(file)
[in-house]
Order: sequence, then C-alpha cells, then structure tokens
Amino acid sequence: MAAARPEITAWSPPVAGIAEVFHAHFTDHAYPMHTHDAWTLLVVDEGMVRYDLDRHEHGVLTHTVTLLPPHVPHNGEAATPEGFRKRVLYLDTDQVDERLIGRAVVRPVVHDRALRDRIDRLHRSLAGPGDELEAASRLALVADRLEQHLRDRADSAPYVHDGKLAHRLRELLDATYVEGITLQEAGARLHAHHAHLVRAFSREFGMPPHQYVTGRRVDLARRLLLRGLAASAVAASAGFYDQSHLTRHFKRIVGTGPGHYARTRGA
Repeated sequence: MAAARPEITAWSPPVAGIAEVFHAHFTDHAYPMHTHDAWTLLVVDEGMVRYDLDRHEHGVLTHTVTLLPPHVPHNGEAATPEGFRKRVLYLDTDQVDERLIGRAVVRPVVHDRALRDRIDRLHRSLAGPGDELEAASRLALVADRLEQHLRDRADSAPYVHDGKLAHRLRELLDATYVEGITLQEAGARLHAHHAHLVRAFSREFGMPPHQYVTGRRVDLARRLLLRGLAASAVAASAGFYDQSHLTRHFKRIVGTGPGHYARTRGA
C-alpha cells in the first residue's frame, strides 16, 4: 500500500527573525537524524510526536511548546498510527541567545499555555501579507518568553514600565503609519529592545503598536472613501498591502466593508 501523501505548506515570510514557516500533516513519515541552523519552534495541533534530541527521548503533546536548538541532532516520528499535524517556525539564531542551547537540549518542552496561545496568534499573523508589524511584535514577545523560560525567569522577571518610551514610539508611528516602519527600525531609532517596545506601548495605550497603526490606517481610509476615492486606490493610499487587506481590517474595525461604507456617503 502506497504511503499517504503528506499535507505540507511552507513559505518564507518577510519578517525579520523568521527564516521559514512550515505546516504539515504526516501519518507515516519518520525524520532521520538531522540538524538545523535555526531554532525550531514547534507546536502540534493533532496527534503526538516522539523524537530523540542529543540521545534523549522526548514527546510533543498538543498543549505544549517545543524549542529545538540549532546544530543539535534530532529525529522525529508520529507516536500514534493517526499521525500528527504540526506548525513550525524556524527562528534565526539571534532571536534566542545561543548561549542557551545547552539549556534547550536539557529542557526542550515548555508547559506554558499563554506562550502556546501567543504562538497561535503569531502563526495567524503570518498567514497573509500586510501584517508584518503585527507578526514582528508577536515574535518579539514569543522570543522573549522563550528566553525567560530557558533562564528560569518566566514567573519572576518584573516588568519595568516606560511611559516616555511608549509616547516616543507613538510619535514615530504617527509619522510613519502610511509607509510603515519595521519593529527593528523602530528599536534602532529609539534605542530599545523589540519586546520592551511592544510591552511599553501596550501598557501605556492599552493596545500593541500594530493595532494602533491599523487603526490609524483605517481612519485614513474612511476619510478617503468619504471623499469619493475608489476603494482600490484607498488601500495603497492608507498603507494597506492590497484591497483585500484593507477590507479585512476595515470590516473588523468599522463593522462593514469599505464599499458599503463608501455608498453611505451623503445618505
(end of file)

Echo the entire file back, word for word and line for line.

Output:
[in-house]
Order: sequence, then C-alpha cells, then structure tokens
Amino acid sequence: MAAARPEITAWSPPVAGIAEVFHAHFTDHAYPMHTHDAWTLLVVDEGMVRYDLDRHEHGVLTHTVTLLPPHVPHNGEAATPEGFRKRVLYLDTDQVDERLIGRAVVRPVVHDRALRDRIDRLHRSLAGPGDELEAASRLALVADRLEQHLRDRADSAPYVHDGKLAHRLRELLDATYVEGITLQEAGARLHAHHAHLVRAFSREFGMPPHQYVTGRRVDLARRLLLRGLAASAVAASAGFYDQSHLTRHFKRIVGTGPGHYARTRGA
Repeated sequence: MAAARPEITAWSPPVAGIAEVFHAHFTDHAYPMHTHDAWTLLVVDEGMVRYDLDRHEHGVLTHTVTLLPPHVPHNGEAATPEGFRKRVLYLDTDQVDERLIGRAVVRPVVHDRALRDRIDRLHRSLAGPGDELEAASRLALVADRLEQHLRDRADSAPYVHDGKLAHRLRELLDATYVEGITLQEAGARLHAHHAHLVRAFSREFGMPPHQYVTGRRVDLARRLLLRGLAASAVAASAGFYDQSHLTRHFKRIVGTGPGHYARTRGA
C-alpha cells in the first residue's frame, strides 16, 4: 500500500527573525537524524510526536511548546498510527541567545499555555501579507518568553514600565503609519529592545503598536472613501498591502466593508 501523501505548506515570510514557516500533516513519515541552523519552534495541533534530541527521548503533546536548538541532532516520528499535524517556525539564531542551547537540549518542552496561545496568534499573523508589524511584535514577545523560560525567569522577571518610551514610539508611528516602519527600525531609532517596545506601548495605550497603526490606517481610509476615492486606490493610499487587506481590517474595525461604507456617503 502506497504511503499517504503528506499535507505540507511552507513559505518564507518577510519578517525579520523568521527564516521559514512550515505546516504539515504526516501519518507515516519518520525524520532521520538531522540538524538545523535555526531554532525550531514547534507546536502540534493533532496527534503526538516522539523524537530523540542529543540521545534523549522526548514527546510533543498538543498543549505544549517545543524549542529545538540549532546544530543539535534530532529525529522525529508520529507516536500514534493517526499521525500528527504540526506548525513550525524556524527562528534565526539571534532571536534566542545561543548561549542557551545547552539549556534547550536539557529542557526542550515548555508547559506554558499563554506562550502556546501567543504562538497561535503569531502563526495567524503570518498567514497573509500586510501584517508584518503585527507578526514582528508577536515574535518579539514569543522570543522573549522563550528566553525567560530557558533562564528560569518566566514567573519572576518584573516588568519595568516606560511611559516616555511608549509616547516616543507613538510619535514615530504617527509619522510613519502610511509607509510603515519595521519593529527593528523602530528599536534602532529609539534605542530599545523589540519586546520592551511592544510591552511599553501596550501598557501605556492599552493596545500593541500594530493595532494602533491599523487603526490609524483605517481612519485614513474612511476619510478617503468619504471623499469619493475608489476603494482600490484607498488601500495603497492608507498603507494597506492590497484591497483585500484593507477590507479585512476595515470590516473588523468599522463593522462593514469599505464599499458599503463608501455608498453611505451623503445618505